This migration to ISO 20022’s rich-data format is a major milestone resulting from successful collaboration.
Rich data is fast becoming the standard language for global payments, with a number of markets having already adopted ISO 20022 for high-value and instant payments. And major economies aren’t far behind, with many set to complete their migrations before 2025.
Payments market infrastructures (PMIs) are an important part of this transition, and their communities are a catalyst for adoption. Our dedicated adoption programme for MIs supports high-value PMIs on their journey, with real-time gross settlement systems (RTGSs) adopting ISO 20022 for high-value payments plus (HVPS+) under the programme. It runs alongside our ISO 20022 programme for cross-border payments and reporting (CBPR+), which is actively helping to support banks and vendors in their readiness for and adoption of the standard.
Migration to a rich-data format
The South African Reserve Bank (SARB) operates, regulates, supervises, and oversees the country’s national payment system, and is also responsible for policymaking. It acts as an intermediary, or settlement agent, enabling financial institutions to make payments to each other.
The SARB owns and operates the RTGS system for the country: the South African Multiple Option Settlement (SAMOS) system. On 17 September SAMOS completed its migration to ISO 20022 rich-data messaging. This represents a huge step towards modernising the country’s payments ecosystem, with the new global messaging standard being adopted by its domestic RTGS system, participant banks and other financial MIs. In simple terms, this means the South African financial community is now live with ISO 20022.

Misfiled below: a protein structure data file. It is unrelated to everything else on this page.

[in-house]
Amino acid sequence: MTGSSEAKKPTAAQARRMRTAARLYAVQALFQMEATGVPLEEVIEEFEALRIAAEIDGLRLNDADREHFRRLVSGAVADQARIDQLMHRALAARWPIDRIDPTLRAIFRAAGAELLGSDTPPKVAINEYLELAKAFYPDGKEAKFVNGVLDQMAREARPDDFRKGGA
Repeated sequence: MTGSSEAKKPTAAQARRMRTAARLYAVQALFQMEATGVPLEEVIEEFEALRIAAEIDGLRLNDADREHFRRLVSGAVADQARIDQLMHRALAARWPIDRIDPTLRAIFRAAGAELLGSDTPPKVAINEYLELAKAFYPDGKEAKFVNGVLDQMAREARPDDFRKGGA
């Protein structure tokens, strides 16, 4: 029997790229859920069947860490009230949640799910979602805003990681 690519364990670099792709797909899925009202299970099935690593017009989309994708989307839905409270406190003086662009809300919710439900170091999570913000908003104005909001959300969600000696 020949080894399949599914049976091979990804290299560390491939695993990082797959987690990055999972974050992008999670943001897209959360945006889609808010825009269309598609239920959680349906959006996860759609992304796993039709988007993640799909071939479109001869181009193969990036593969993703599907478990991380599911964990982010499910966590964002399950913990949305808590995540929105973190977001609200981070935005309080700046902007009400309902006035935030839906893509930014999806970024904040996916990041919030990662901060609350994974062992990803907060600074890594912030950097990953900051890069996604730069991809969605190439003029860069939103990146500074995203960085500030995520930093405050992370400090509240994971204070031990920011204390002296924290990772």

SARB: Addressing customer challenges
According to SARB, the migration to ISO 20022 for payments in South Africa has been driven by the rapid development of disruptive technology, evolving cyber-threats, increased regulation and demands from customers for faster and more cost-effective payments.
For financial institutions, adopting ISO 20022 enables them to address these challenges and realise multiple benefits. These include greater operational efficiency; better transparency and visibility for improved compliance; better data analytics; and end-to-end interoperability. All of these make for enhanced customer experiences.
Leading the way in Africa
This successful migration pays testament to the effectiveness of collaboration within our industry.
Rhona Badenhorst, Senior Manager – Domestic Settlement Services, SARB, stated, “We are very proud and appreciative of the hard work, resilience, support, and commitment of all staff members in the SARB as well as our external stakeholders involved in the project.”
“From a domestic perspective, this represents a significant accomplishment for the South African financial community, as one of a few countries globally, and the first on the African continent, to migrate to ISO 20022 type messaging in the RTGS system.”
From a domestic perspective, this represents a significant accomplishment for the South African financial community, as one of a few countries globally, and the first on the African continent, to migrate to ISO 20022 type messaging in the RTGS system.
A catalyst for innovation
The migration brings significant changes, and the adoption of these will present further opportunities for innovation and lay the ground for future projects such as the introduction of the Rapid Payments Programme (RPP), which is expected to be launched in 2023.
The RPP will be launched under the brand, ‘Payshap’, an industry-led initiative under the leadership of BankservAfrica and the Payments Association of South Africa (PASA). Its launch is expected to offer a cost-effective instant-payments service across banks; a proxy service to embed user banking details; a request to pay service; and support for several known retail payment use cases.
SARB is also collaborating on a number of projects with the Intergovernmental Fintech Working Group to adapt to market changes and welcome innovation in the fintech sector.
Lighting the way for future implementations
This migration project serves as a blueprint for further successful adoptions of ISO 20022 by MIs and their participants: “It can be used as a calling card when talking to other countries to say, we’ve done this and so can you,” said Denis Kruger, Business Development, Sub-Sahara Africa at Swift. “This is helping our community, and we can help you with your implementation now too.”
For more information on Swift’s MI and CBPR+ ISO 20022 programmes please visit our ISO 20022 hub.